Monday, August 24, 2009
The Tyranny of the Cyclocomputer and the Power of Two
The sweat of self doubt piled upon the perspiration of excessive physical effort. All was not going as expected. Everything hit rock bottom when that stupid little machine beeped and shut off on the hill coming out of the river valley. The little handlebar mounted tormentor, with its single digit curling like a snide smile, stopped recording because we were going so slow it thought we had stopped.
To think I was excited at its arrival. I opened the package like a Red Rider BB gun on Christmas morning. It was the spoils of my victory, the reward for my effort, in the big Tour internet challenge. Well, actually, it wasn’t really due to any top placement in the virtual race. It was more of a random award, you know-name out of a hat kinda thing. But, isn’t that really apropos…a random award for a random rider. Anyway, it was only the second time I had won anything. The first was after winning a running race at some kind of family picnic. I was one amped up 8 year old. What did I get as a reward for my first, and only, big win- a handbag made of old milk jug pieces crocheted together with orange yarn. I bawled inconsolably.
You’d think I would have learned, but when my major award came I quickly forgot the lessons of the past. I stayed up late into the night setting up the cadence meter, calibrating the wheel size, strapping gizmo’s to tubes and testing the heart rate monitor. It had been a year or so since my last cyclocomputer conked out and I never got around to replacing it. How great was it going to be to see the blistering speeds and Herculean efforts that propelled my little blue and white Cervelo?
I took the Tuesday Grimp over to Carmichaels to accommodate Lord MonkeyButt. The prospect of a fully monitored Grimp was apparently so exciting that I had been unable to sleep the previous night. With great fanfare (a barking dog and mewing kittens) we mounted up and took off across the freshly tarred and chipped roads of fabulous Greene County Pa.
The expectation was a moderate ride registering a respectable 15 mph avs or more. It quickly became apparent that it wasn’t going to be so easy. There is some sort of evil magic associated with The Grimp. Though there be easy flat to rolling courses all around, the legs are inexorably drawn to the steepest climbs and the deepest drops even in the sweltering heat. After a mere eight miles, and this is no exaggeration, I was really ready to stop.I needed to stop. Had this been a race I would have abandoned to the comfort of the broom wagon. I struggled mightily to keep the average reading from dropping below a measly 12 mph. There was an irrational, yet palpable, fear at the prospect of seeing 11.9 mph register on the little screen. The rest of the thirty miles was spent huffing, puffing, sweating profusely, complaining internally (and occasionally out loud). My eyes were glued to my little screen as though it were the electronic manifestation of Mesmer himself. It was a desperate time trial of the unwittingly unfit. Apparently, without something to watch over me, I had taken to old man pacing spiked with delusions of speed. Now, I was consumed with the piteous task of pushing liquid crystal a few tenths above my lowered expectations, 12.0, just to see it slip back to the bottom and dimly suggest .9 for an instant. I had become a Sisyphus in spandex with a cylocomputer starring as Lord Hades.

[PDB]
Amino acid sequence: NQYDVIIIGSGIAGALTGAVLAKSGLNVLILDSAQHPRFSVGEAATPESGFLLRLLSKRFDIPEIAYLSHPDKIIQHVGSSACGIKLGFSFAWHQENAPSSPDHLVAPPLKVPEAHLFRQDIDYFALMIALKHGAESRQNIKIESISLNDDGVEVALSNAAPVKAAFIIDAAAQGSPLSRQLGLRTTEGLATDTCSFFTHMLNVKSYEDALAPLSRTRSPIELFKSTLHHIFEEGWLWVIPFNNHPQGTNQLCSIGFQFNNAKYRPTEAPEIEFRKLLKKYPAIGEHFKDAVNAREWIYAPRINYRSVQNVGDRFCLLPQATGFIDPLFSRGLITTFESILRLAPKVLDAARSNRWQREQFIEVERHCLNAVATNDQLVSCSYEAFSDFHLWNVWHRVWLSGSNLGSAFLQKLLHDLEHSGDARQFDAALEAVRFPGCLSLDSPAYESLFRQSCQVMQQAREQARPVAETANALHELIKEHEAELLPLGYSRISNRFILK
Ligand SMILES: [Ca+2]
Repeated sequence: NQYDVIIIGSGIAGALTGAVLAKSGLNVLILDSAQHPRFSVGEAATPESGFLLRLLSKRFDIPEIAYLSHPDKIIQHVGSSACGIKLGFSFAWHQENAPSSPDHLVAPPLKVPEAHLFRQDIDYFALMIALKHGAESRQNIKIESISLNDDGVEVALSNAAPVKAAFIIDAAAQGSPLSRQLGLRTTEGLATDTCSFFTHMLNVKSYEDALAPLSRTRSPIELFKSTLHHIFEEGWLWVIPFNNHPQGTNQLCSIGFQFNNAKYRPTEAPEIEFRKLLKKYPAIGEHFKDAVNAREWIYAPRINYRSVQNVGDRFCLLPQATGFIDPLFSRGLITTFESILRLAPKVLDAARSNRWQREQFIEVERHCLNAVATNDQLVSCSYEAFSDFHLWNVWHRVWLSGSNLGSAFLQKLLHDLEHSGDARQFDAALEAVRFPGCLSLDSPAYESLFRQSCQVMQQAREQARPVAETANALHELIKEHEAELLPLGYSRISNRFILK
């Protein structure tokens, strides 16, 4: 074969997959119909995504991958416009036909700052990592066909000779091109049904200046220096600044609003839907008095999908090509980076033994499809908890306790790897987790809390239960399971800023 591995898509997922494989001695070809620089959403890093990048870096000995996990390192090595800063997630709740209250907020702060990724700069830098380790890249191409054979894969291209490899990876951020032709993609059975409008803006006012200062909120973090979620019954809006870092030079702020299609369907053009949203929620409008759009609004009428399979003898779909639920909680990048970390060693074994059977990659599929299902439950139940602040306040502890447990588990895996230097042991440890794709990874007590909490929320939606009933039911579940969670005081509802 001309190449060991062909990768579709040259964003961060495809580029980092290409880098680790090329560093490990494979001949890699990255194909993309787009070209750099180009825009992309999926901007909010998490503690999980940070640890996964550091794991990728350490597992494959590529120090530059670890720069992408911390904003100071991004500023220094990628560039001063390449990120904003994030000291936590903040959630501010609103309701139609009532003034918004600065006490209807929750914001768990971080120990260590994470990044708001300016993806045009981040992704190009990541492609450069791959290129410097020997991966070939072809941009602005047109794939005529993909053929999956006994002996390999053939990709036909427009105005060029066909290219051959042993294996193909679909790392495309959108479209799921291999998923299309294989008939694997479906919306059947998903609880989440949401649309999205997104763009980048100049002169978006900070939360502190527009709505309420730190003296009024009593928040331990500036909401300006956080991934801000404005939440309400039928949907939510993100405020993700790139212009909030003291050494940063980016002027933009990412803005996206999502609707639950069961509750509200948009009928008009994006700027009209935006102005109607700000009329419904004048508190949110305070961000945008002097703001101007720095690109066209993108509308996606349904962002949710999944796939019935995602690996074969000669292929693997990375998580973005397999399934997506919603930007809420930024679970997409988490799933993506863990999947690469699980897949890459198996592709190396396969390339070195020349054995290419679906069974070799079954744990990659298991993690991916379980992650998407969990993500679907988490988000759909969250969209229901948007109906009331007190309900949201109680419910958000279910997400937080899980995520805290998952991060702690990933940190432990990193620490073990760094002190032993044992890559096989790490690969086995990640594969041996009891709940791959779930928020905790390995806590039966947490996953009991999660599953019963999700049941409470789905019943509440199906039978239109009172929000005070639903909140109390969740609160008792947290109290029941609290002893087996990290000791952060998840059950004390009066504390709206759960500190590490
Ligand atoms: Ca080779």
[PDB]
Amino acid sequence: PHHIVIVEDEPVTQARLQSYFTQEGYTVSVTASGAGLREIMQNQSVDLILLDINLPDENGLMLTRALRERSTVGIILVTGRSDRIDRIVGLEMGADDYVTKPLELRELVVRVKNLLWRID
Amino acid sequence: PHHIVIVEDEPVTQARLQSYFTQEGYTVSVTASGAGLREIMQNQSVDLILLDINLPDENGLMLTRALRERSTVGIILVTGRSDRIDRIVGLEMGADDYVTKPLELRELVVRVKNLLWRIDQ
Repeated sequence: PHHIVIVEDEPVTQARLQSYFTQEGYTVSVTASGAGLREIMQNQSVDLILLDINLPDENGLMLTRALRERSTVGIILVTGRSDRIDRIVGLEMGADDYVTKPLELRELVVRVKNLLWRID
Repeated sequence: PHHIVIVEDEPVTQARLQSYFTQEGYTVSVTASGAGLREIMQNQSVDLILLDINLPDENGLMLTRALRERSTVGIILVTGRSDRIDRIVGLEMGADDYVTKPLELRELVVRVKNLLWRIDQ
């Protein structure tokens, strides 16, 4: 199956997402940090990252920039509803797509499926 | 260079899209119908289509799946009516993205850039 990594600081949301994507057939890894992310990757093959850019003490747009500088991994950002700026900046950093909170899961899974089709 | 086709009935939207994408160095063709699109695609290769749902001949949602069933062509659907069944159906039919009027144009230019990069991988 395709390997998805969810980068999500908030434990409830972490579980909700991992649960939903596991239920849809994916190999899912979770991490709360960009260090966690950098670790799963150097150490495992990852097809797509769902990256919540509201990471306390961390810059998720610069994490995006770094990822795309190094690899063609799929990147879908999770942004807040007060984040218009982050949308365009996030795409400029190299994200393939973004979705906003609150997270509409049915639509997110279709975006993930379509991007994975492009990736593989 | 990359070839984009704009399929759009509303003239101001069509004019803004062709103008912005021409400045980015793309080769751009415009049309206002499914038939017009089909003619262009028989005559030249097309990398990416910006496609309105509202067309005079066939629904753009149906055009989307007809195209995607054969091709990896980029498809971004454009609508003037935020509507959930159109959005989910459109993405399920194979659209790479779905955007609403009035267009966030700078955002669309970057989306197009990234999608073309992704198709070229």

And so, beaten, I plodded on through to Saturday. I didn’t want to, but I had to ride if I was to serve my lord of the average speed and climb the fitness slope, yet again. Feeling like a lumbering tortoise, I relented when my nine year old asked to come along. We took the tandem and instead of the bike path, took the roads I would normally tackle. I set a time goal but didn’t expect to make it, tied to the boy on his first real road ride and all. But, by God, he was a force back there. He never complained and always pedaled harder when I asked. In, fact, I had to teach him moderation, lest he flame out before the hills between Masontown WV and home. Not only did we make it back in time we made it back 15 minutes ahead of time. It was two and a quarter hours of good old family fun.
So Sunday I came back and taught that cyclocomputer a lesson. Fourteen of us did 50 miles of terrain similar to that hellish Grimp. It was fast, it was a whooping good-time, and the cyclocomputer choked on its own electrons, having to show an average speed of 16mph. I guess you’ll just have days like this and that.